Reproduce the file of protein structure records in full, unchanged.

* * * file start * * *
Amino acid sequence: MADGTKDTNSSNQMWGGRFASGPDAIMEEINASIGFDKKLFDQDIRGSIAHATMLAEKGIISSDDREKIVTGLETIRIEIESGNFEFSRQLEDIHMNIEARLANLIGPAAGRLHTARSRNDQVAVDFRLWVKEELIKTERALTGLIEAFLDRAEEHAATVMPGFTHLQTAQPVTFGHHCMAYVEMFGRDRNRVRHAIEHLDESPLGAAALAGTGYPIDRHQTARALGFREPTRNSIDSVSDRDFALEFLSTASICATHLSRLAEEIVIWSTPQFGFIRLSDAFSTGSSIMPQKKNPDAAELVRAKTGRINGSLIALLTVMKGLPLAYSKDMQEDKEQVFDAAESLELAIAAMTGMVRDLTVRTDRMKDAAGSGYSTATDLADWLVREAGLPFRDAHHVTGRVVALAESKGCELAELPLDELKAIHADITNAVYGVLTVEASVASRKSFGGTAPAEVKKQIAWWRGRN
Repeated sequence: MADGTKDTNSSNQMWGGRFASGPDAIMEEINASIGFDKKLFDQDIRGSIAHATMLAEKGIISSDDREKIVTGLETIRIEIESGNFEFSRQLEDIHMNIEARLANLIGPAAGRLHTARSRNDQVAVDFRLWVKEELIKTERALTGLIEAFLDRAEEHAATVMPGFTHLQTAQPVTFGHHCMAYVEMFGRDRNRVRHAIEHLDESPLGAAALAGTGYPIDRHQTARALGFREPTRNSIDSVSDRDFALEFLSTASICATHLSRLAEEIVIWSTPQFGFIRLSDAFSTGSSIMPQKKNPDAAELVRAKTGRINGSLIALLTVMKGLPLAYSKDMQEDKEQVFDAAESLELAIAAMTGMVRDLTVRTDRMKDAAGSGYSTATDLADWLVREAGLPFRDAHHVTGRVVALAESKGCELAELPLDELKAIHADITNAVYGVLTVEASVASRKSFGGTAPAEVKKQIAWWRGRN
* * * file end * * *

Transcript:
Amino acid sequence: MADGTKDTNSSNQMWGGRFASGPDAIMEEINASIGFDKKLFDQDIRGSIAHATMLAEKGIISSDDREKIVTGLETIRIEIESGNFEFSRQLEDIHMNIEARLANLIGPAAGRLHTARSRNDQVAVDFRLWVKEELIKTERALTGLIEAFLDRAEEHAATVMPGFTHLQTAQPVTFGHHCMAYVEMFGRDRNRVRHAIEHLDESPLGAAALAGTGYPIDRHQTARALGFREPTRNSIDSVSDRDFALEFLSTASICATHLSRLAEEIVIWSTPQFGFIRLSDAFSTGSSIMPQKKNPDAAELVRAKTGRINGSLIALLTVMKGLPLAYSKDMQEDKEQVFDAAESLELAIAAMTGMVRDLTVRTDRMKDAAGSGYSTATDLADWLVREAGLPFRDAHHVTGRVVALAESKGCELAELPLDELKAIHADITNAVYGVLTVEASVASRKSFGGTAPAEVKKQIAWWRGRN
Repeated sequence: MADGTKDTNSSNQMWGGRFASGPDAIMEEINASIGFDKKLFDQDIRGSIAHATMLAEKGIISSDDREKIVTGLETIRIEIESGNFEFSRQLEDIHMNIEARLANLIGPAAGRLHTARSRNDQVAVDFRLWVKEELIKTERALTGLIEAFLDRAEEHAATVMPGFTHLQTAQPVTFGHHCMAYVEMFGRDRNRVRHAIEHLDESPLGAAALAGTGYPIDRHQTARALGFREPTRNSIDSVSDRDFALEFLSTASICATHLSRLAEEIVIWSTPQFGFIRLSDAFSTGSSIMPQKKNPDAAELVRAKTGRINGSLIALLTVMKGLPLAYSKDMQEDKEQVFDAAESLELAIAAMTGMVRDLTVRTDRMKDAAGSGYSTATDLADWLVREAGLPFRDAHHVTGRVVALAESKGCELAELPLDELKAIHADITNAVYGVLTVEASVASRKSFGGTAPAEVKKQIAWWRGRN